Chronic stress is linked to obesity and is thought to be an important risk factor for a number of metabolic diseases. To reduce stress, you may want to try out yoga, tai chi, or meditation. Regular exercise, getting outside, and taking a walk can also help to decrease stress.

6 – Consider Metabolic Health-Supporting Supplements

While no amount of supplements can outweigh a poor diet, supplements can help increase the delivery of beneficial nutrients to many of your body’s key systems. For instance:

  • Omega-3 Fatty Acids: Omega-3 fatty acids are touted for their benefits in cardiovascular health. However, these essential nutrients are also helpful for overall metabolic health. Omega-3 fatty acids may help to reduce triglycerides [9] and reduce blood pressure [10], both of which are key indicators of metabolic health.
  • L-Arginine: L-Arginine is an amino acid that performs several vital functions, including helping to support the secretion of key hormones such as insulin and glucagon. It can also help to maintain normal systolic blood pressure and LDL cholesterol [11].
  • Taurine: Taurine is a sulfur-containing amino acid that may have benefits in promoting insulin sensitivity, and may have lipid-lowering capabilities [12].
  • CoQ10: CoQ10 helps to promote cellular energy production, and may also have a beneficial impact on insulin levels and sensitivity [13].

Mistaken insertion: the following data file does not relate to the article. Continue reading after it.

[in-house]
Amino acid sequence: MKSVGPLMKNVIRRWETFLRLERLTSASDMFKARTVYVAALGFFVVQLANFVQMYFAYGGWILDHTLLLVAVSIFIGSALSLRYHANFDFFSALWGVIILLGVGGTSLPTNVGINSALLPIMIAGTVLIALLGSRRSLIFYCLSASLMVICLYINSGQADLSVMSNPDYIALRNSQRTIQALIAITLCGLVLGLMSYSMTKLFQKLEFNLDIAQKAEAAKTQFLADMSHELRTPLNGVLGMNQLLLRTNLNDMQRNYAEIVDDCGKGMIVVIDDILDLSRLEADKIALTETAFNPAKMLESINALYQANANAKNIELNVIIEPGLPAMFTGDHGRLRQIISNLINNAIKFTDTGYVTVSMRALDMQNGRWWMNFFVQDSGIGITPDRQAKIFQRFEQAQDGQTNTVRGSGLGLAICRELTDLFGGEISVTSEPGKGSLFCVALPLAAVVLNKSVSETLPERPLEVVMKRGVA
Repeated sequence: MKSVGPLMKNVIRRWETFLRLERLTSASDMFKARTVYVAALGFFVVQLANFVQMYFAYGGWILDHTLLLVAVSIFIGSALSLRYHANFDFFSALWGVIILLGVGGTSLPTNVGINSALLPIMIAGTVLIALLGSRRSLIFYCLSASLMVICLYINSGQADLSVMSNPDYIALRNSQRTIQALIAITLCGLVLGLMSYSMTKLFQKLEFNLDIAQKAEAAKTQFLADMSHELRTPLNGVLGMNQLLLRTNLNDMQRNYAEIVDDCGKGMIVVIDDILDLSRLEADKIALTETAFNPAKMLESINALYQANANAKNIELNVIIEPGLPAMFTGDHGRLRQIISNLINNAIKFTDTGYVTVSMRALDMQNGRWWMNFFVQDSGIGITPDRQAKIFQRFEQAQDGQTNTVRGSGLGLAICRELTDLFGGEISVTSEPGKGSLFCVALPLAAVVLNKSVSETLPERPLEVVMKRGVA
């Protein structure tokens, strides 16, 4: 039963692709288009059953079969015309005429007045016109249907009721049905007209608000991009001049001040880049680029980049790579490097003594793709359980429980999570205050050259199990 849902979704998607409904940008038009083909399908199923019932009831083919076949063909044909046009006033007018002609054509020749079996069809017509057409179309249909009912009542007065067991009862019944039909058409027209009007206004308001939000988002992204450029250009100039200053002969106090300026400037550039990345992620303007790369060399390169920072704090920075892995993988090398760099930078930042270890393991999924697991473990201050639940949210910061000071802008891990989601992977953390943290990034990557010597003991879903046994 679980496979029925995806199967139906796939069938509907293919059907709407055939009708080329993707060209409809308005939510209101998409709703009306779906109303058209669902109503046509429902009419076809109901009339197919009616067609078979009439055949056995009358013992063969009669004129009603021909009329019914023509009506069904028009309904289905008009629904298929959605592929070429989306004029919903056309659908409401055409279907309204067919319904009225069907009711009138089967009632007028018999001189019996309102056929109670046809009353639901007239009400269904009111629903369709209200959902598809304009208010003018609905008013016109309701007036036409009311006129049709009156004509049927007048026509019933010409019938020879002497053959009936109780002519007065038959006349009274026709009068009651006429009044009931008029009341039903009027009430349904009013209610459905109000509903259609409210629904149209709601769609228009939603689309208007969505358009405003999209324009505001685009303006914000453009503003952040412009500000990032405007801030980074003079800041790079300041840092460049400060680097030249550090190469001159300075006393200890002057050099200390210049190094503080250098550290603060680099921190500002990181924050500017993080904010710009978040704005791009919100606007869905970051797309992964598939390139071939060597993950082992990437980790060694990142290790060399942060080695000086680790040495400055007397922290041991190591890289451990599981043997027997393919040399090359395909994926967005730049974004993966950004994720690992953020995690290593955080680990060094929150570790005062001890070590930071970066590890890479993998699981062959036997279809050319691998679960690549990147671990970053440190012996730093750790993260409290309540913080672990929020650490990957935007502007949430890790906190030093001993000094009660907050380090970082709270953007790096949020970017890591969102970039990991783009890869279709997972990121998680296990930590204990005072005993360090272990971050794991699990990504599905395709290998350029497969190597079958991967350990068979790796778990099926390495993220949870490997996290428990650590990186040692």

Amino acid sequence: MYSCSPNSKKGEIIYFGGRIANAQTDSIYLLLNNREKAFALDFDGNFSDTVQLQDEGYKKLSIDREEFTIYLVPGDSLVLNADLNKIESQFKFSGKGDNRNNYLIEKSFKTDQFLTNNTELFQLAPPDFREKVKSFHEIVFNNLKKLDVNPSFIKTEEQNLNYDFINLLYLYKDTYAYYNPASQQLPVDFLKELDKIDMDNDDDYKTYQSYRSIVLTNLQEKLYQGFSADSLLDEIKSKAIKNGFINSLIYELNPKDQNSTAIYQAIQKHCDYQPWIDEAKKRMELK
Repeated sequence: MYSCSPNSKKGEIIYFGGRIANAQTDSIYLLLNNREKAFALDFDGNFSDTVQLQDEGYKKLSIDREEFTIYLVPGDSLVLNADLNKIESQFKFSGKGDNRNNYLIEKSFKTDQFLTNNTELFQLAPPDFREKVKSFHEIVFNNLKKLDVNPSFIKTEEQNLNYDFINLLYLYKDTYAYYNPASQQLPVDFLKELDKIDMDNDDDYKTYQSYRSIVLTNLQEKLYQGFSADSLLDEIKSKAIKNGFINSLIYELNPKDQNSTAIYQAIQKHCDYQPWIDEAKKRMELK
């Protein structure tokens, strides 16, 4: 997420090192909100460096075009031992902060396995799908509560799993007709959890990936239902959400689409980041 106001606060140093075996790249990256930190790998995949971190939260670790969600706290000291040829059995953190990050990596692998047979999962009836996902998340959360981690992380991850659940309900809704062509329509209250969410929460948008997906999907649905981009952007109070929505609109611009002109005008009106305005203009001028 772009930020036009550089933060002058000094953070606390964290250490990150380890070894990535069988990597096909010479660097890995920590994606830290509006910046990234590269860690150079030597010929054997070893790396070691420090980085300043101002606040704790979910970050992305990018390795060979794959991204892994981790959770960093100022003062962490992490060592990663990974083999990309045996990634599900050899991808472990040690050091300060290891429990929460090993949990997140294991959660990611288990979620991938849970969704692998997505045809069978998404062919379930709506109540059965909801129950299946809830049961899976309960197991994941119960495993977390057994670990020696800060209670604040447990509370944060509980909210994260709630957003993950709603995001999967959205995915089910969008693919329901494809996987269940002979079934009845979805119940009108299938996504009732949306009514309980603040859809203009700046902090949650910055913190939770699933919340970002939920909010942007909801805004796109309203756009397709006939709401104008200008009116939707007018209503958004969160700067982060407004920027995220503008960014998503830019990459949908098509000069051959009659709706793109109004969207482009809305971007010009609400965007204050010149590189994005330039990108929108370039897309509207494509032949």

• Alpha Lipoic Acid: Alpha lipoic acid (ALA) is a fat- and water-soluble antioxidant that is involved in insulin-mediated glucose utilization, which may help aid in healthy glucose metabolism [14].

References

  1. https://www.cdc.gov/diabetes/basics/getting-tested.html#:~:text=A%20fasting%20blood%20sugar%20level,higher%20indicates%20you%20have%20diabetes.
  2. https://www.nhlbi.nih.gov/health/high-blood-triglycerides#:~:text=Triglyceride%20levels%20usually%20fall%20into,200%20and%20499%20mg%2FdL
  3. https://www.mayoclinic.org/diseases-conditions/high-blood-cholesterol/in-depth/hdl-cholesterol/art-20046388
  4. https://www.cdc.gov/bloodpressure/about.htm#:~:text=%2F80%20mmHg.%E2%80%9D-,What%20are%20normal%20blood%20pressure%20numbers%3F,less%20than%20120%2F80%20mmHg.&text=No%20matter%20your%20age%2C%20you,pressure%20in%20a%20healthy%20range.
  5. https://health.clevelandclinic.org/excess-pounds-and-heart-disease-how-to-calculate-your-risk/#:~:text=Ideally%2C%20your%20waist%20measurement%20should,be%20less%20than%2033%20inches.)
  6. https://link.springer.com/article/10.1007/s00125-020-05177-6
  7. https://www.ncbi.nlm.nih.gov/pmc/articles/PMC4192793/
  8. https://onlinelibrary.wiley.com/doi/full/10.1038/oby.2007.176
  9. https://www.webmd.com/cholesterol-management/ss/slideshow-triglycerides-tips
  10. https://bpspubs.onlinelibrary.wiley.com/doi/full/10.1111/bph.15336
  11. https://content.iospress.com/articles/mediterranean-journal-of-nutrition-and-metabolism/mnm180233
  12. https://link.springer.com/article/10.1186/1423-0127-17-S1-S42
  13. https://www.ingentaconnect.com/content/ben/cdr/2023/00000019/00000004/art00008
  14. https://www.mdpi.com/2072-6643/15/1/18